Where Do Succulents Come From?

by Lynn KirkOct 5, 2021

where do succulents come from?


The roots of succulent plants may be shallow, but the roots of their origins run deep. Perhaps you think it doesn’t matter where succulents come from? Please think again. Knowing a plant’s native habitat helps you understand its needs, its characteristics, and even its form. So let’s discover the origin of your favorite succulents as Succulent Market takes you on a global tour that eventually leads back home. Today’s succulents are found growing on every continent but Antarctica, but let’s start with Africa.

AFRICA. We’ll cross the Atlantic Ocean to discover where the majority of the world’s succulents originated. The continent of Africa is the original home to a whopping 40% of all native succulents! Many of these plants’ origins can be further traced to the remote island of Madagascar, situated in the Indian Ocean off Africa’s eastern coast. It’s believed that the remoteness of this island literally protected its succulent plants from being stomped, tromped, and chomped on by native wildlife and early man. Madagascar’s centuries of isolation, along with a broad diversity of terrain and climate, also enabled the succulents to evolve in ways quite different from those in the rest of the world and mainland Africa. Not surprisingly, about a fourth of all South Africa’s plants are classified as succulents.

Good to know: So which of your favorites hail from Africa? Jade, zebra, Madagascar palm, agave, mother of thousands, yucca, and kalanchoe — just to name a few.

TROPICS. Conversely, a few succulent plant species were derived from the world’s steamy jungles and vegetative-chocked tropics. Consistent high humidity and continual rainfall in these tropical climates are really the opposite of what most succulents need — except for those classified as tropical succulents. This family of plants includes the ever-popular “holiday” species that include the Thanksgiving cactus, Christmas cactus, and Easter cactus. By the way, they’re named for the season closest to when they typically bloom.

Good to know: Naturally, these species require different watering practices than other standard succulents, for a tropical plant would require more moisture than a desert plant.

AMERICAS: The cactus, which is one type of succulent, originated in South America--such as Mexico’s prickly pear cactus--and across southwestern regions in North America--including peyote and barrel cacti. These cacti continue to grow well in desert regions of the U.S. So does the family of the saguaro cactus that grows exclusively in the Sonoran Desert, which runs from southern Arizona into western Sonora, Mexico.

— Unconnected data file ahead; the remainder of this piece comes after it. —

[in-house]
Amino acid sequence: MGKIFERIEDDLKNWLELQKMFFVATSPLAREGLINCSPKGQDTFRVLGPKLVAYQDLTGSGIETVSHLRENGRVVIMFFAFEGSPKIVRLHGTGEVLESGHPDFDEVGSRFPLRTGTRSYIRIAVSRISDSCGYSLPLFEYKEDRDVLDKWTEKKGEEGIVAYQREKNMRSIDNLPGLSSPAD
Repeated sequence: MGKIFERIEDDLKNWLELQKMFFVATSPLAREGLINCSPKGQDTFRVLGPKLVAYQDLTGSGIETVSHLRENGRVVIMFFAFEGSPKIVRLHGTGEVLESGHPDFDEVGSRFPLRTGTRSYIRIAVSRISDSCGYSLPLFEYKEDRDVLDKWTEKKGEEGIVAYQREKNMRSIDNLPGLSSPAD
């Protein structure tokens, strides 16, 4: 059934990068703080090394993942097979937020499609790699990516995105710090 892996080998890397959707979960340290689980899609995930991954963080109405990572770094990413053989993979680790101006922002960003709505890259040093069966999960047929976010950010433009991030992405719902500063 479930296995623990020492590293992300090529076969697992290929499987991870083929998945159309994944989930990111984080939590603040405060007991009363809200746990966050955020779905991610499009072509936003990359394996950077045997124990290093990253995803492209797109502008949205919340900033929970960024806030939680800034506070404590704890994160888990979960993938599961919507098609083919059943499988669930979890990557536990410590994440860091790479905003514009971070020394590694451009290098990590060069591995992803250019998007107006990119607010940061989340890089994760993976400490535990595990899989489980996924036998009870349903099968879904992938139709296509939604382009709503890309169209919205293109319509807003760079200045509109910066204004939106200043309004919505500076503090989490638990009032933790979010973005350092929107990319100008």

NATURAL DISPERSAL. So how did succulent plants get from these faraway places to your nearby spaces? Centuries ago, some were carried home by explorers and scientists who were amazed by the distinctive species they found. They planted the cuttings and started their own collections for examination and enjoyment. Other succulent plants might have been dispersed across the world by birds and wildlife, or perhaps their seeds hitchhiked on the cargo of ships and clothes of travelers.

TODAY’S DOMESTIC OPTIONS. Though most succulents originated in faraway places, there’s no need to import them today. In fact, it’s best not to import succulent plants because of the extended shipping, the unknown quality, and the threat of exploitation of rare plants protected by international law. Besides, succulents raised in the U.S. are better acclimated to our climate and better examined for disease and pests prior to shipping.

Succulent Market feeds the need for succulents grown here at home. Every one of their cacti and succulent plants is domestically grown, meaning it was propagated and nurtured on site here in the U.S. The location of Succulent Market’s greenhouses and cactus farms is San Diego, California, which corelates to many succulents’ primary growing needs. Better yet, buying from Succulent Market supports the domestic job market, grows the need for materials and supplies, and fosters the American economy overall.

So where do succulents come from? Originally, they were native to most all parts of the world. However, today you don’t have to travel the globe to get the ones you want. With the click of a mouse, they’re shipped that day: home grown and farm fresh! Schedule your next delivery (or gift!) by visiting www.SucclentMarket.com.